Trigger warning: this article addresses substance abuse, self-harm and suicide.

As news of celebrity chef and travel journalist Anthony Bourdain’s death continues to spread throughout the world, let’s take a moment to celebrate a life centered around more than food. A life that celebrated people and learning.

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Food was always more than just nourishment

From the earliest days of his TV career, Bourdain approached food in a way that was almost singular for his time.

It wasn’t just about taste, it wasn’t about presentation, and it certainly wasn’t all about fine ingredients. For Bourdain, food was always a gateway into other cultures, histories and experiences. Food was a conversation starter, a means to connect with other people, and a classroom.

Food was always a story about a people’s past, present and future. It was political, social and economical. Bourdain would always look at the personal and collected history reflected in a dish or a culture’s cuisine.

Whether it told a story of repression, a prolonged state of poverty or a deep cultural appreciation of a community before individual needs, food told story. And for Bourdain, getting to the heart of that story was the ultimate goal.

He was never afraid to look at the dark side of life

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Whether it was his past failures, his years-long struggle with heavy drug abuse, or his complicity in the macho culture of the food and restaurant scene that allowed predators like Mario Batali to get away unpunished for years, Bourdain was never afraid to look into the mirror, recognize the error of his ways and strive to do better. More often than not, he succeeded.

Bourdain also often spoke of his own privilege and that of most westerners compared to many of the places his travels would take him. Witnessing hunger, poverty and even war, Bourdain often spoke of the necessity to treat local cultures with respect and humbleness, to partake when invited, but never assume, intrude or glorify. He was not afraid to question his own impact on places he would visit and the people he met along the way.


He was a strong ally in the #MeToo movement

As the #MeToo movement spread like wildfire throughout the world and gut-wrenching stories of abuse and assault surfaced, Bourdain became one of the strongest and loudest male voices speaking up in support of the countless women who had previously suffered in silence.

As news surfaced of fellow celebrity chef Mario Batali’s long-time sexual harassment and assault, Bourdain cut ties with him immediately and minced no words in calling out the abusers.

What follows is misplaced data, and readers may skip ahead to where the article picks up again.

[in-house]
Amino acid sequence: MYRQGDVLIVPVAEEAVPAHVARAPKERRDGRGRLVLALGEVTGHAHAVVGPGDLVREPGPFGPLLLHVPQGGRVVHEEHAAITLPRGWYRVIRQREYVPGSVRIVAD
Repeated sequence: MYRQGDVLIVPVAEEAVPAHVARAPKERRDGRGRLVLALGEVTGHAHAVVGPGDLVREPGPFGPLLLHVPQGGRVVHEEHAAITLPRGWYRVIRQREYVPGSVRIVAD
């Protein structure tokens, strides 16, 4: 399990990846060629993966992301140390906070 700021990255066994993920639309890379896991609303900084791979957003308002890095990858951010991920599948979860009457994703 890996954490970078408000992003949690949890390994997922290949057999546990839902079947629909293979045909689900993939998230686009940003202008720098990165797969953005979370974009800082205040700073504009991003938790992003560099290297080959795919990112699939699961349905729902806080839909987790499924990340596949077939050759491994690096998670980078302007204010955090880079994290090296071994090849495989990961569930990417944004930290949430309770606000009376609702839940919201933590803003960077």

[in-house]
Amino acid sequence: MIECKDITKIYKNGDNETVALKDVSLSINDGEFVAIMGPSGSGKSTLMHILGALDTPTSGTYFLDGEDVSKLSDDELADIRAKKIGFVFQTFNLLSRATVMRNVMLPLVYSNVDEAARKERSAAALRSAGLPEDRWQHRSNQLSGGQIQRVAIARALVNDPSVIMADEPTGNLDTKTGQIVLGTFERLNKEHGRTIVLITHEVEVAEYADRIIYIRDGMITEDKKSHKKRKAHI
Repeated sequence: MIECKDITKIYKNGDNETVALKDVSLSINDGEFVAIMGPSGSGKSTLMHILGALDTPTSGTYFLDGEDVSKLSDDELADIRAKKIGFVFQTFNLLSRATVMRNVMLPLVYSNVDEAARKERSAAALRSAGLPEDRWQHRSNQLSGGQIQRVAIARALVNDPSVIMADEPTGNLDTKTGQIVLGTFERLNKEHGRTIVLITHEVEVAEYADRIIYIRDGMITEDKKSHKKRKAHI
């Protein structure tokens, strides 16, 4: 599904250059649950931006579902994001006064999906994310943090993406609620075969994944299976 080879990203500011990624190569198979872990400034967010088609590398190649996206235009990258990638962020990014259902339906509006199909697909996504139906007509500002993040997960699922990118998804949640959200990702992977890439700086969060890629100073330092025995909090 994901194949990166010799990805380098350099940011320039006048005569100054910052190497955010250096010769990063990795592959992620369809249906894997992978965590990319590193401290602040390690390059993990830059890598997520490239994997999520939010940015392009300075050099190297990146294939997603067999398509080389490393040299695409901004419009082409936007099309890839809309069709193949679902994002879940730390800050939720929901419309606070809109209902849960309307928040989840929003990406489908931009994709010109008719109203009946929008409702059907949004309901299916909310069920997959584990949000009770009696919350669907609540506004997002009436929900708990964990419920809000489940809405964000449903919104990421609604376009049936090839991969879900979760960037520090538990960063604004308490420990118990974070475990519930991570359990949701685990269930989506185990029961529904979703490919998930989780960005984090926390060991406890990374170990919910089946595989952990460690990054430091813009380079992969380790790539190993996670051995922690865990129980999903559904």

Actress and girlfriend Asia Argento was one of Harvey Weinstein’s many victims. When Argento came forward with her story, Bourdain stood steadfast by her, encouraging her and many other victims, showing unrelenting support.

After Argento’s Cannes speech in which she told a stunned room that Weinstein had sexually assaulted her at the festival’s 1997 edition, Bourdain told IndieWire: “I was so proud of her. It was absolutely fearless to walk right into the lion’s den and say what she said, the way she said it. I am honored to know someone who has the strength and fearlessness to do something like that.”

He encouraged audiences not to be afraid of “others”

Bourdain relished the opportunity to immerse himself in other cultures, or at least peak behind the door of otherness. He always urged readers and viewers to go out unafraid into the world, to meet and learn about different cultures, because at the end of the day, we are all the same.

Whether it was about enjoying a fusion dish at a five-star hotel, comfort food munched down during an Indian cricket match, or a bowl of noodles in Hanoi with President Barack Obama, the lesson at the end of a day was always remarkably simple: all of us just want to be safe, loved and happy.

We all want to enjoy a good meal, drink and good conversation. We don’t have to be afraid of each other. We can choose not to be afraid of each other.

Do we really want to travel in hermetically sealed popemobiles through the rural provinces of France, Mexico and the Fareast, eating only in Hard rock Cafes and McDonalds?

Or do we want to eat without fear, tearing into the local stew, the humble taqueria’s mystery meat, the sincerely offered gift of a lightly grilled fish head? I know what I want. I want it all. I want to try everything once.

— Anthony Bourdain, Kitchen Confidential

Editor’s Note: Struggling and feeling hopeless? You are not alone. Please call the National Suicide Prevention Lifeline at 1-800-273-TALK (8255).